As November approaches, the US presidential candidates are going full throttle on the campaign trail. The next few months mean ordinary life is on hold as Barack Obama and Mitt Romney zip around the country, trying to build allegiance to the cause. But, a tick on a ballot is not the only thing they’re hungry for. Crossing the finish line in the first place takes an enormous about of money.
Campaigns aren’t just about manifestos. They’re also about merchandise.
Obama’s more than $60m (€47.8m) piggy bank is largely thanks to $40,000 (€32,000)-a-plate fundraising dinners. But you can buy a piece of Obama merchandise for as little as $1.50 (€1.19). Where Romney’s selection only gets as experimental as a splash of pink on a Romney “R” baby’s onesies – Obama’s 288 item array of clothing, cups, cat collars and other kitsch souvenirs seems nearly endless. “Barack’s Best Friend” dog leash? It’s yours for $15 (€12). Or, splash out on a Grace Tsao-Wu and Laura Kofoid designed leather purse for $85 (€67). It’s a strategy that’s even made the cover of Bloomberg Businessweek.
Of course, not a single piece of schwag reads “I’m a Democrat” – it’s about personality; the party has not a drop of standalone brand power when it comes to selling the president.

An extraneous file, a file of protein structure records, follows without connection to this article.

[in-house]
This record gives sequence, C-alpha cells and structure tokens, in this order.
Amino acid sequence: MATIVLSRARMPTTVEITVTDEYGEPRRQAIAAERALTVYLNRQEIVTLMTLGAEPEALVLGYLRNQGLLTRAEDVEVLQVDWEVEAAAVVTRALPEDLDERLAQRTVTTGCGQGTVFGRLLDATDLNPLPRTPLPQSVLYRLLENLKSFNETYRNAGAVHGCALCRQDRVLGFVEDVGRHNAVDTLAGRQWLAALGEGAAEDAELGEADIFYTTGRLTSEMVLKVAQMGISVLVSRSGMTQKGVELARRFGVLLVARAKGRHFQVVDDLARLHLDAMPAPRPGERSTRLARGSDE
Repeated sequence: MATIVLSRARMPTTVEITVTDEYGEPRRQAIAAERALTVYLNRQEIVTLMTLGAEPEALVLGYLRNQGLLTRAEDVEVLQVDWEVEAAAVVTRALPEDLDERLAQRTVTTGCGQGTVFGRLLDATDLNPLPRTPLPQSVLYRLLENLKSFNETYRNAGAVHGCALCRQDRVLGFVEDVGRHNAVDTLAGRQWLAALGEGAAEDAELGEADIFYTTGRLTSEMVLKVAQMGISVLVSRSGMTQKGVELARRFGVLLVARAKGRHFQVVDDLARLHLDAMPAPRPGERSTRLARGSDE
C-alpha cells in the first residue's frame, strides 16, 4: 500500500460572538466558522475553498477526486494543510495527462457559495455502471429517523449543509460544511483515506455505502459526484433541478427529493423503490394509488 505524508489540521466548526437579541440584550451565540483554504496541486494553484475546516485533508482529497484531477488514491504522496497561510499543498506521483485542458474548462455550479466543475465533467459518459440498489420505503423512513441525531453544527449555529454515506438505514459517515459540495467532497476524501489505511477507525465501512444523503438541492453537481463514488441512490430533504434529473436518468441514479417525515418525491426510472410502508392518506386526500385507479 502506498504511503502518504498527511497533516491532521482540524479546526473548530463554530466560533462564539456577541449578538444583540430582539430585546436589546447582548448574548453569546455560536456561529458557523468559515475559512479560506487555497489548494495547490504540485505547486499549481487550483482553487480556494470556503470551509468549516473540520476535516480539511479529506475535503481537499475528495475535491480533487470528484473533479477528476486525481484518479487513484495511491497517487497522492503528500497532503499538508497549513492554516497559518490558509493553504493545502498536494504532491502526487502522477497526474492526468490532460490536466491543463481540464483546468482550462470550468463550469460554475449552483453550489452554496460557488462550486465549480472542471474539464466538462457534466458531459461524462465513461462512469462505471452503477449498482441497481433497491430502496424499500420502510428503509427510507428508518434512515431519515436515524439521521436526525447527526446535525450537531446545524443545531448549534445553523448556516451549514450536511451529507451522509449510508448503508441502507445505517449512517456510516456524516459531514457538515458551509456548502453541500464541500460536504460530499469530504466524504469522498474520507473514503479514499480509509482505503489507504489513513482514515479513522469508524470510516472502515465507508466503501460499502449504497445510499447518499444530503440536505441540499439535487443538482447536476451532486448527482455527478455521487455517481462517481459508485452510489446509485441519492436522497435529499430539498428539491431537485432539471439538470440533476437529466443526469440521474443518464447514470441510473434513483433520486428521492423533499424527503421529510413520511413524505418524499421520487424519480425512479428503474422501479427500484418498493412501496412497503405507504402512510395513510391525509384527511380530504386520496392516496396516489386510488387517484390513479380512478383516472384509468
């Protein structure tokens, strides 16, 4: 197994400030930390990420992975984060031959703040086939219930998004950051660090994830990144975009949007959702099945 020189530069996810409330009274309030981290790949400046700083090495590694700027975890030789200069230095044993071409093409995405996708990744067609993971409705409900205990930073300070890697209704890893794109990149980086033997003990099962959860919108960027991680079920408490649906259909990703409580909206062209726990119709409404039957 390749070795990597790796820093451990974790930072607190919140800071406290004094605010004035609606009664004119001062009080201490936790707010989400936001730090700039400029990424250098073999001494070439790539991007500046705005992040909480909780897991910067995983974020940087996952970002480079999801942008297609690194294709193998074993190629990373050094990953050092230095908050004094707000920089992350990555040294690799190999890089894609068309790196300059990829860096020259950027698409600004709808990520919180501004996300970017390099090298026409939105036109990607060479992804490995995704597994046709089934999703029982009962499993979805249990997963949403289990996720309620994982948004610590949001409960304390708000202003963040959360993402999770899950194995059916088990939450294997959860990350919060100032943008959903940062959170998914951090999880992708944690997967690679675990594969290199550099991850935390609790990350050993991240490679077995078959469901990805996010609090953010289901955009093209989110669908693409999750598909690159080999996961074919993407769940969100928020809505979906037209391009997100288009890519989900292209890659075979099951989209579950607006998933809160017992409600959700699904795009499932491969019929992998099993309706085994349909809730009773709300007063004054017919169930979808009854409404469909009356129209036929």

Head north to my homeland of Canada, however, and you’ll see that we approach our political leaders in a very different way. Despite efforts by our Prime Minister Stephen Harper to rename the Government of Canada the Harper Government, it’s not really about him. And, could you imagine kicking back with your Molson in a Harper can holder or getting ready for a night out with some Harper nail polish?
Canada is not an absolute stranger to leaders with allure – the notorious womaniser Pierre Elliott Trudeau in the late 1960s through to the early 1980s, was our best example. But, we’re in the midst of a bit of a dry spell.
Yes, prime ministers in Canada aren’t directly elected like presidents in the US. And subjecting politicians to the entire hullabaloo that comes with being a celebrity does seem to, at times, detract from the important issues. But there are advantages to having someone with a bit of charisma running the country.
Even Obama, who’s styled himself as a leader of the zeitgeist, hasn’t been able to turn around his country’s steadily declining voter turnout. Nor has Harper captured the hearts of Canadians enough to actually get them to leave the sofa for the ballot box.
It’s all about the intangibles – that bit of je ne sais quoi beyond mere policy-making ability. After all, there’s more to running a country than parliamentary speeches and ribbon-cutting. A nation’s leader is its foremost a brand ambassador, and deals are still sometimes made over dinner. Sadly, nobody wants Harper at their table.